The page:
Consultants should consult us
Colin Goode, VRF Pre-sales Engineer for Fujitsu explains why consultants and specifiers have always been an important part of the air conditioning market.
Consultants and specifiers are independent advisors with the technical knowledge to clarify what can be a confusing subject to those outside the sector, with its mass of refrigerant alternatives and choices of units and control options. They are seen by end users as someone in their corner and are therefore vital to the prosperity of the whole industry.
Unfortunately, some manufacturers and distributors have not developed the type of working relationship with specifiers that would benefit both sides and the ultimate customer.
While consultants want to be seen by end users as maintaining scrupulous impartiality, most would welcome a closer relationship with manufacturers if they believed that it would add value to what they can offer their clients.
As manufacturers, it is in our interest to ensure we and distributors work much more closely with consultants, to the benefit of the industry and end users alike.
Consultants have a great deal of knowledge but no one knows their equipment like the manufacturers of those units. By working together we can provide the perfect complement to each other.
Like many market sectors the air conditioning industry continues to innovate. Every year manufacturers add new features, introduce new systems or change their existing products to meet the ever increasing quest for higher efficiency. This, added to ever changing industry legislation, makes keeping up to date with all the changes a difficult task.
This is where manufacturers and their distributors can help consulting engineers, design build contractors and air conditioning installation companies with pre-sales and after sales support.
Most manufacturers offer design and technical support for their systems, aimed at their own distributors, installers and consultants, but there is no reason this service cannot be extended to better suit the specific needs of consultants.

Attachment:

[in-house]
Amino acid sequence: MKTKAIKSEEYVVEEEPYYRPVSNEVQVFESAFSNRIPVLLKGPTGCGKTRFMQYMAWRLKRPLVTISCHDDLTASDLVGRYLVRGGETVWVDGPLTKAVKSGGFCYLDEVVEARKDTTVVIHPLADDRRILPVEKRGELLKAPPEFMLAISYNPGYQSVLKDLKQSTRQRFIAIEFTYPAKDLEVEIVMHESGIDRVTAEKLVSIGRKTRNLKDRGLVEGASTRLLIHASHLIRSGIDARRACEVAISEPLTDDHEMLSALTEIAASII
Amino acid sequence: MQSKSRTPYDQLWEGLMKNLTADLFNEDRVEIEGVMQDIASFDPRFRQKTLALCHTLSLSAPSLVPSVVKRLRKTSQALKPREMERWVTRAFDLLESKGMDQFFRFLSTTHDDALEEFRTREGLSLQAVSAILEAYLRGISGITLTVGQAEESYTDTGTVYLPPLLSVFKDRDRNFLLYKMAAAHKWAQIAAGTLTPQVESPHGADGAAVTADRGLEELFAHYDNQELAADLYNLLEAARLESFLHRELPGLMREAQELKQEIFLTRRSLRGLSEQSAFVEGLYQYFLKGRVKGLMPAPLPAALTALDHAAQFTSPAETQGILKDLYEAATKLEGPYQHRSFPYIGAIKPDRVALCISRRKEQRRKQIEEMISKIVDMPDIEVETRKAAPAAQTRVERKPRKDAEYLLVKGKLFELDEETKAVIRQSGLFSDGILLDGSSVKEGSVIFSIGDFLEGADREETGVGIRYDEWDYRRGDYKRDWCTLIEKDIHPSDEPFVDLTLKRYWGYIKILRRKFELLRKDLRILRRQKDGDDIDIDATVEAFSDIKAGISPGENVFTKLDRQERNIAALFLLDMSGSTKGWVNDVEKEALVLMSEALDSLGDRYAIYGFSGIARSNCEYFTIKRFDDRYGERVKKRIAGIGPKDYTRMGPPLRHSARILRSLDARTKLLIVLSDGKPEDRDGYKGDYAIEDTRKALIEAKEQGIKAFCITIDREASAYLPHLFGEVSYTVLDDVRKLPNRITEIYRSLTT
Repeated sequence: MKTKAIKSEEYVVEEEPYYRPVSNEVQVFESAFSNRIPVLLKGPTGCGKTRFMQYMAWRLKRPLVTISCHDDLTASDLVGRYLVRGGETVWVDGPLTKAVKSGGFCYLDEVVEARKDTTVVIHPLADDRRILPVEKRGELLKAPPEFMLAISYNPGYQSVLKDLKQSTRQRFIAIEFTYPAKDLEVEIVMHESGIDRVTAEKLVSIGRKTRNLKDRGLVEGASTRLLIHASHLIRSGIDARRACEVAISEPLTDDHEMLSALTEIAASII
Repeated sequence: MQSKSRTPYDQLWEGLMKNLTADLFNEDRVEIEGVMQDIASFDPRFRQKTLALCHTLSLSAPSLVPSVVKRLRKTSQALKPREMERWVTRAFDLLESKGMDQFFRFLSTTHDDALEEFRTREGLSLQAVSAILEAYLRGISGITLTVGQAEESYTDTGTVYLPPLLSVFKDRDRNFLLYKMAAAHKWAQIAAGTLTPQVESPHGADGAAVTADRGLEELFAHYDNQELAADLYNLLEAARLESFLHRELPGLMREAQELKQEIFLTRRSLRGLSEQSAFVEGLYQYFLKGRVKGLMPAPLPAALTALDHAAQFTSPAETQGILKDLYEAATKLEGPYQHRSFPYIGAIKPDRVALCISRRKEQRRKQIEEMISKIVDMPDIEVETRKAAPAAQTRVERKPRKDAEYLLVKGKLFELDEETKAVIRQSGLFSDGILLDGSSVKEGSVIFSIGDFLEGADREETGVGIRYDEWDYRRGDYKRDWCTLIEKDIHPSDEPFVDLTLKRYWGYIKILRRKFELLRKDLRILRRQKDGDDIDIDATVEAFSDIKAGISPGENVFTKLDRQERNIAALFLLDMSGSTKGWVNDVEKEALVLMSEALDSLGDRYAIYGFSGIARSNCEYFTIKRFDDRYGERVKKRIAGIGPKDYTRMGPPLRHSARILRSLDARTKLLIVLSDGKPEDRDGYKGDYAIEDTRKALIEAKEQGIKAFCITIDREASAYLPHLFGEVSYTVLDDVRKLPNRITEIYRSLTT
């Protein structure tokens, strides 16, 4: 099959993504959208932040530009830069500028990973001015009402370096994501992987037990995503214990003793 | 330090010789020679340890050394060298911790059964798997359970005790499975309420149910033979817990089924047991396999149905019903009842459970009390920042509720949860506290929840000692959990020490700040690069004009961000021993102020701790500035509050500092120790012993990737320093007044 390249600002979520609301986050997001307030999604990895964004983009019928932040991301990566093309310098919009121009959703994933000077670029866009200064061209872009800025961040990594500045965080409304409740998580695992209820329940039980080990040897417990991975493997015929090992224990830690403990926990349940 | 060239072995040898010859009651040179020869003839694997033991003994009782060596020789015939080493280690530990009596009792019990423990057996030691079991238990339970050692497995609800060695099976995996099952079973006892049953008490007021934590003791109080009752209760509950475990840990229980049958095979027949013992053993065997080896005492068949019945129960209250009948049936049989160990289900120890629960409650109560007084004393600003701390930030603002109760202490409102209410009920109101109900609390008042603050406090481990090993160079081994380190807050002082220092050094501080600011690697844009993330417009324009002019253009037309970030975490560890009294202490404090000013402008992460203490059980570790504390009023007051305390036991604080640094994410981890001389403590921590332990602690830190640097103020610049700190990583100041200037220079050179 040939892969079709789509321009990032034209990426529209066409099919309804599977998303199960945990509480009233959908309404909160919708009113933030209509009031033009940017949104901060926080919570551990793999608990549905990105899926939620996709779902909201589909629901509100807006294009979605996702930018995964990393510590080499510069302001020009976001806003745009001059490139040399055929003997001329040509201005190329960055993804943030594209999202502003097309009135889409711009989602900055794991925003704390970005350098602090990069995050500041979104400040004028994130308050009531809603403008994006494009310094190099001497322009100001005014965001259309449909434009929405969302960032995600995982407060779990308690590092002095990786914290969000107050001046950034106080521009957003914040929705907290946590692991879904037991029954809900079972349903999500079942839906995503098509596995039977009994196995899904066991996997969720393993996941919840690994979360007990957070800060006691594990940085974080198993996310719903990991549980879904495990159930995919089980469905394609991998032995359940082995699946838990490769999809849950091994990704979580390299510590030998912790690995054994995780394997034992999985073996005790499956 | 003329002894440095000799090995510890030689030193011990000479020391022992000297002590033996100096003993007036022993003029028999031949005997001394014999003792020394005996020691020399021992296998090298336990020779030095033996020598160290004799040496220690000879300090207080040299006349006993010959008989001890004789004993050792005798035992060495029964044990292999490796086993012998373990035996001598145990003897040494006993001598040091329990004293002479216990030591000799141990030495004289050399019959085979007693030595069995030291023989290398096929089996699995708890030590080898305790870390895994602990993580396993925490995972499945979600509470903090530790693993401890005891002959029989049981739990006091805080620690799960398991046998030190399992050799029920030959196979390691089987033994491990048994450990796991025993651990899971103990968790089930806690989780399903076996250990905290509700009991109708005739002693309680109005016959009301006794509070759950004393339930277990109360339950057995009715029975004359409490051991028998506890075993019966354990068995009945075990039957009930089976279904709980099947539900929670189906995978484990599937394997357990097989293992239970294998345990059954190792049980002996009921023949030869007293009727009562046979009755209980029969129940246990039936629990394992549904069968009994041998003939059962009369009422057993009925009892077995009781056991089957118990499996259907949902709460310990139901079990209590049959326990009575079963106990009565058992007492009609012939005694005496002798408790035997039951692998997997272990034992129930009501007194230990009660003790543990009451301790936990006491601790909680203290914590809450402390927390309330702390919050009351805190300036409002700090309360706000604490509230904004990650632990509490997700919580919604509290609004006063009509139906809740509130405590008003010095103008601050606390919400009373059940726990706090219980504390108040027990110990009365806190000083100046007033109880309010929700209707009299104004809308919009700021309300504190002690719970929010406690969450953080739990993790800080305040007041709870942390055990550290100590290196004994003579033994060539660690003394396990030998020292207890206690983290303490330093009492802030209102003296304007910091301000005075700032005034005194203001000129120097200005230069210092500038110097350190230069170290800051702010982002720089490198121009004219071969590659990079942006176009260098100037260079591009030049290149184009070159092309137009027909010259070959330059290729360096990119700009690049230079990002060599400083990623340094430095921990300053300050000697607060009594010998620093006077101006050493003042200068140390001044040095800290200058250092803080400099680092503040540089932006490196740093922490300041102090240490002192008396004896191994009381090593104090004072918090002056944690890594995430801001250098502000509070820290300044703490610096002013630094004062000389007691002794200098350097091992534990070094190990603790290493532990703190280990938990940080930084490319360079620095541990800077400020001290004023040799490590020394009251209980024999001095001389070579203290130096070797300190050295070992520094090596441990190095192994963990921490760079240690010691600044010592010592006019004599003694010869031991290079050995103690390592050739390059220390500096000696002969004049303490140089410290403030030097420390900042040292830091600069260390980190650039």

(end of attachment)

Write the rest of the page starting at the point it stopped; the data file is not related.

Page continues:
This can be via scheduled training courses, in-house continuous personal development presentations, or one to one assistance on a project by project basis. This assistance can help consultants with the correct application of the product or system and ensure that end users are happy and the environmental reputation of the industry is a good one.
Develop a relationship
In an ideal world, what we need is for suppliers to put much more emphasis on developing a strong relationship with consultants, to the point where they feel they can pick up the phone to contact a supplier and get all of the technical information they need.
At the moment it seems that consultants are expected to know all the technical data on, and have experience of, every product on the market, either in their heads or in their files. This is a tough task, but it is one where we as manufacturers can help ease the burden.
One of the areas we can definitely help with is ensuring that consultants, who have quoted with what they believe is the latest information, do not inadvertently quote with incomplete or out-of-date data, which can result in unnecessary delays on site while the right equipment is ordered, leading to extra costs that could have been avoided with better liaison.
Sometimes equipment that has been carefully chosen by specifiers for a particular job has to be changed at the last minute for various reasons beyond the consultant’s control. Because of the inevitable short timescales involved in revising plans and advice this is where suppliers of the new equipment can really help.
Manufacturers should be taking the lead in developing a relationship with specifiers to ensure that, after an initial independent survey of the market and the compilation of a short list, consultants and manufacturers can work together as closely as possible.
That way we can ensure that all their information is accurate and current. We can also advise on the best way to use the equipment, installation requirements, commissioning and many other issues. While one air conditioning unit can appear be very similar to another, there are significant differences. Sometimes these can be small issues, but they are problems that can delay projects if not realised in advance.
Additionally, we can provide CAD drawings for the proposed equipment to help with the design. Something that many contractors find very useful already, and it is a service we provide to consultants as well.
The relationship between suppliers and consultants is one that should not just be restricted to times when there is a live project. It is much better to absorb information in a steady structured way than trying to cram when there is a deadline approaching.
Like some other manufacturers, at Fujitsu we offer a wide range of standard product training courses at our Elstree offices. These can easily be tailored for individual requirements.
We also have numerous live systems which are used in some of the training courses and can be used for demonstration to customers and consultants on a one to one basis. We can also offer one to one lunchtime CPD type presentations for consulting engineers who may not have the time for conventional training.
All in all, the development of close, on-going, relationships between suppliers and consultants can only benefit both parties and, most importantly the industry as a whole and end users in particular.